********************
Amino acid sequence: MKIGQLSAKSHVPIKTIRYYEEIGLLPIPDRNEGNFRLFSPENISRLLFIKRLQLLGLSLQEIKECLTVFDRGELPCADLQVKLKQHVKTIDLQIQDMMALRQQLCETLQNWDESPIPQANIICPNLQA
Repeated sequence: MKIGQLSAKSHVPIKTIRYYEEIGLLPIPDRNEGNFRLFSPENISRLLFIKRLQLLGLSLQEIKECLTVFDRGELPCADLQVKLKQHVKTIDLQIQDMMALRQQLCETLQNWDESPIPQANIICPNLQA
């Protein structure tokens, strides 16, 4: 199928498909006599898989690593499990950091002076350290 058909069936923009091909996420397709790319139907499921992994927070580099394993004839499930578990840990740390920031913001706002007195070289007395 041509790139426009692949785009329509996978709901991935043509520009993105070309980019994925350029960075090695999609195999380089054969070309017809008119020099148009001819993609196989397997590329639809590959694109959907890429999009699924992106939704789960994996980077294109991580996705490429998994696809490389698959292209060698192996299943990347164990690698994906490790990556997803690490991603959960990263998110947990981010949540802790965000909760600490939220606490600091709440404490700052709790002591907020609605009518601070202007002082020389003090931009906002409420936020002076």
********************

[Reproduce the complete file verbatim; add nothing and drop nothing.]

Amino acid sequence: MKIGQLSAKSHVPIKTIRYYEEIGLLPIPDRNEGNFRLFSPENISRLLFIKRLQLLGLSLQEIKECLTVFDRGELPCADLQVKLKQHVKTIDLQIQDMMALRQQLCETLQNWDESPIPQANIICPNLQA
Repeated sequence: MKIGQLSAKSHVPIKTIRYYEEIGLLPIPDRNEGNFRLFSPENISRLLFIKRLQLLGLSLQEIKECLTVFDRGELPCADLQVKLKQHVKTIDLQIQDMMALRQQLCETLQNWDESPIPQANIICPNLQA
């Protein structure tokens, strides 16, 4: 199928498909006599898989690593499990950091002076350290 058909069936923009091909996420397709790319139907499921992994927070580099394993004839499930578990840990740390920031913001706002007195070289007395 041509790139426009692949785009329509996978709901991935043509520009993105070309980019994925350029960075090695999609195999380089054969070309017809008119020099148009001819993609196989397997590329639809590959694109959907890429999009699924992106939704789960994996980077294109991580996705490429998994696809490389698959292209060698192996299943990347164990690698994906490790990556997803690490991603959960990263998110947990981010949540802790965000909760600490939220606490600091709440404490700052709790002591907020609605009518601070202007002082020389003090931009906002409420936020002076």